What the Frack Is Happening? Hailing the Major Activist Victories in the Anti-Fracking Movement
The nation's first federal regulations on fracking, unveiled by the Obama administration last week, sparked immediate criticism from leading anti-fracking activists.
Americans Against Fracking, a coalition of 250 environmental and liberal groups that includes Greenpeace, 350.org, MoveOn.org, CREDO, Food & Water Watch, Rainforest Action Network and Friends of the Earth, issued a statement characterizing the new rules—meant chiefly to reduce the threat of fracking-related water contamination—as "toothless."
Actor and activist Mark Ruffalo, who serves on the Americans Against Fracking advisory board, said that Obama's fracking regulations "are nothing more than a giveaway to the oil and gas industry." The group's goal is a complete fracking ban on federal land, where as many as 100,00 oil and gas wells have been drilled.
The new rules apply only to oil and gas drilling on federal lands, which represent about 25 percent of the national fossil fuel output and only some 10 percent of the nation's fracking. The rules don't apply to drilling on private or state-owned land. Currently, fracking occurs in 22 states.
Since states are responsible for regulating most of the fracking in the U.S., the anti-fracking battlefield—a patchwork of communities around the nation taking a stand to protect their air, water and soil–is understandably a bit fractured. With that in mind, here's a brief look around the country at some recent fracktivist highlights at the state and local level.
February 6. Over 8,000 activists gathered in Oakland for the March for Real Climate Leadership, the largest anti-fracking demonstration in U.S. history.
February 24. Bolstered by an admission by California state regulators that oil companies are disposing toxic waste into protected aquifers in violation of the federal Safe Drinking Water Act, more than 150 environmental and community groups filed a legal petition urging the governor to use his emergency powers to place a moratorium on fracking.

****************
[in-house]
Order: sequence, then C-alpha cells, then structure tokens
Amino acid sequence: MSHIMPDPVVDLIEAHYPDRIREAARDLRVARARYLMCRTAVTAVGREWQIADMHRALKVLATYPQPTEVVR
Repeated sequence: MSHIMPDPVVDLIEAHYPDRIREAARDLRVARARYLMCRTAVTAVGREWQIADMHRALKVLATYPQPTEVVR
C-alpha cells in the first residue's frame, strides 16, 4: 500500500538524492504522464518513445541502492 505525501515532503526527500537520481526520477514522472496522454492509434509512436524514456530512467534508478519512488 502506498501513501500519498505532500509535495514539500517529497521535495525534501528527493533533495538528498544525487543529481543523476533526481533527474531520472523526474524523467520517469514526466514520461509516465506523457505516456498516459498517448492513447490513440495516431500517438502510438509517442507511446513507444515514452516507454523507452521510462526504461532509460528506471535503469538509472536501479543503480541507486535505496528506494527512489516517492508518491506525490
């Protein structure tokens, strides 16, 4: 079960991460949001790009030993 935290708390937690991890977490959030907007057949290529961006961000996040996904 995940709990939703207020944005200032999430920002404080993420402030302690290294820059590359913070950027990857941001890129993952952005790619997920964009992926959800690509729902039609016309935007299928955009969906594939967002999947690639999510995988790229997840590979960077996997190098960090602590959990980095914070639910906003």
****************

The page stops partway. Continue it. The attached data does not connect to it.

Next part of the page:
March 20. California state Senator Fran Pavley (D-Agoura Hills) and other lawmakers sent a letter to Gov. Jerry Brown urging him to "stop illegal injection into non-exempt aquifers" to protect the state's water from oil waste.
February 24. Coloradans Against Fracking activists crashed a state oil and gas task force meeting, launching a campaign for a statewide fracking ban. "Our primary goal is to convince Governor Hickenlooper to ban fracking," said Karen Dike, a member of the new coalition. He can do that with an executive order."
March 18. WildEarth Guardians filed an appeal to halt plans by the Bureau of Land Management to open up 36,000 acres of public lands along the Front Range of Colorado to fracking.
"Climate denial at the Interior Department is fueling a fracking rush on our public lands and undermining our nation's efforts to rein in carbon pollution," said Jeremy Nichols of WildEarth Guardians.
March 24. Maryland's House of Delegates passed a bill to ban fracking for three years by a veto-proof 94 to 45. However, it's unclear whether HB 449, currently under review in the state's Senate Committee on Education, Health and Environmental Affairs, has enough support in the Senate to become a law.
March 24. The Senate voted 29 to 17 in favor of a bill holding energy companies financially liable for injury, death or property laws caused by their fracking activities.
Together these measures mark the legislature's most aggressive action to curb fracking in the state.
December 30. The BLM announced it was deferring the issuance of five Navajo allotment parcels for fracking near Chaco Canyon, a World Heritage site, in response to a protest filed by a coalition of environmentalists and watchdog groups demanding a suspension of fracking on public lands in the northwest region of the state.
"Deferring these parcels was the right, and indeed, only legally defensible decision," said Kyle Tisdel, a program director for Western Environmental Law Center (WELC). "Necessary safeguards and analysis must be completed before any further leasing and development of the areas treasured landscapes can continue in compliance with the law."
March 11. A coalition of environmental groups including WELC, WildEarth Guardians and the Navajo organization Citizens Against Ruining Our Environment (DinÃ© CARE) filed suit against the BLM and the U.S. Department of the Interior to prevent fracking from harming Chaco Canyon, the site of numerous ancestral Puebloan ruins and Navajo communities.
December 17. About a month after his re-election, New York Governor Andrew Cuomo imposed a statewide ban on fracking, citing health risks. The announcement made New York the second state in the country after Vermont to ban fracking. The decision, which ended years of debate in the Empire State, was by most accounts the biggest environmental story in the United States in 2014, and puts pressure on other states to consider similar bans.